The annual cost of new oncology drugs will continue to trend upward over the next 5 years, eventually breaching the $200,000 level.
The annual cost of new oncology drugs will continue to trend upward over the next 5 years, eventually breaching the $200,000 level, according to a report on global pharmaceutical spending from the IQVIA Institute for Human Data Science (Figure 1).1 They are also expected to form a larger proportion of total new agent arrivals. These developments will occur despite a general diminution in the rate of compound annual growth in the global pharmaceuticals market, which will drop from 6.3% over the past 5 years to 3% to 6% over the next 5 years. The global market will reach $1.5 trillion by 2023, the report said. US spending on pharmaceuticals is anticipated to grow somewhat faster than the global average and outpace similar spending in China.
An average of 54 new active substances will be launched each year for the next 5 years, as opposed to an average of 46 in the previous 5. “The largest individual therapy area, by spending and number of launches, will continue to be oncology,” the IQVIA Institute said. Oncology products are expected to measure approximately 30% of newly launched medicines over the next 5 years (Figure 2). The oncology pipeline currently includes 748 drugs in late-stage clinical development. the IQVIA Institute is anticipating the launch of 70 to 90 new oncology products in the next 5 years, well up from 57 in the previous 5.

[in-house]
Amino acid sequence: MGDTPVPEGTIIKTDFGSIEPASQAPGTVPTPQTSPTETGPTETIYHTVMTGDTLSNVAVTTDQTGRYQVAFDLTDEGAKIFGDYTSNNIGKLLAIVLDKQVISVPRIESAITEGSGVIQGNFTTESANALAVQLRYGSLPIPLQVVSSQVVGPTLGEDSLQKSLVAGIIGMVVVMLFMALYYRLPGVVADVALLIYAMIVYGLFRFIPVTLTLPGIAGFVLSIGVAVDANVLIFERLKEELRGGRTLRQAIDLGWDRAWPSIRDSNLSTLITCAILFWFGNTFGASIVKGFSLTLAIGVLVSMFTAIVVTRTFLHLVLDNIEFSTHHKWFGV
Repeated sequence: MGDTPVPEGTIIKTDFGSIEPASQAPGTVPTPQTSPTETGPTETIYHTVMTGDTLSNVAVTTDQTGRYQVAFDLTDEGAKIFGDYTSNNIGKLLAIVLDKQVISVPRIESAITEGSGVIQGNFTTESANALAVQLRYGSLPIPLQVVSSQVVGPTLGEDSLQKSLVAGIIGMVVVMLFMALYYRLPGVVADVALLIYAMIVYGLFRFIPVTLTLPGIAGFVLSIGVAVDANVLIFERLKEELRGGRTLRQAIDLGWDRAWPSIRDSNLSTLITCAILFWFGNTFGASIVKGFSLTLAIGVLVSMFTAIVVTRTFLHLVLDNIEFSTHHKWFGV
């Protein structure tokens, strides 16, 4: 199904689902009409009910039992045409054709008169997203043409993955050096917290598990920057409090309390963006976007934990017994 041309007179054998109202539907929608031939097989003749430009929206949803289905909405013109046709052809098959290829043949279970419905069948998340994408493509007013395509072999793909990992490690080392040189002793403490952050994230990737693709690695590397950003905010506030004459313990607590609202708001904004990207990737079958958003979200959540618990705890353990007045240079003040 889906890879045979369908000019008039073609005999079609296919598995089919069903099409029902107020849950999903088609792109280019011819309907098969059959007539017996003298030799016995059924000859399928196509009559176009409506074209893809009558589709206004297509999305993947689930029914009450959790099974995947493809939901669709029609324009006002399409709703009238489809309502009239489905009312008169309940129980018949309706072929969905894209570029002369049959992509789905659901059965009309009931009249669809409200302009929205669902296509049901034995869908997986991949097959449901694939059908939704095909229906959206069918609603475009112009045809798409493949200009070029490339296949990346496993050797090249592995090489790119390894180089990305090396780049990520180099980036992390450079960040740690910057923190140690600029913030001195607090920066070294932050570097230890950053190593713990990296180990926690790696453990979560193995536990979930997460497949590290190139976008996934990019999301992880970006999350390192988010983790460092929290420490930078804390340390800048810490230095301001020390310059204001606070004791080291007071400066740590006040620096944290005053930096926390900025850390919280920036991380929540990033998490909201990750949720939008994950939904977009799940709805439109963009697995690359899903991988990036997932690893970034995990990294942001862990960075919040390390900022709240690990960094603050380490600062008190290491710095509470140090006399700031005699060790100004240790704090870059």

By 2023, biosimilars are expected to triple their presence in the biologics market, by which time 18 of the current 20 top-selling branded drugs will face generic or biosimilar competition.
In addition several leading oncology drugs will lose patent exclusivity. By the end of 2023, only 2 of those top brands—nivolumab (Opdivo) and pembrolizumab (Keytruda)—will not be competing with generics or biosimilars, the IQVIA Institute said.
In the United States, biosimilar competition is anticipated for bevacizumab (Avastin) and trastuzumab (Herceptin) this year and for nivolumab between 2024 and 2028. The total spending on these drugs in developed markets is $5.2 billion, $4.8 billion, and $5 billion, respectively.
Finally, the IQVIA Institute report sees total oncology development spending outpacing other categories for a selection of 14 developed and pharma-emerging countries and sees it maintaining that lead from now through 2023 (Table).
Aitken M, Kleinrock M, Simorellis A, Nass D. The global use of medicine in 2019 and outlook to 2023: forecasts and areas to watch. IQVIA Institute for Human Data Science. Published January 2019. iqviainstitute.org/GlobalOutlook2019.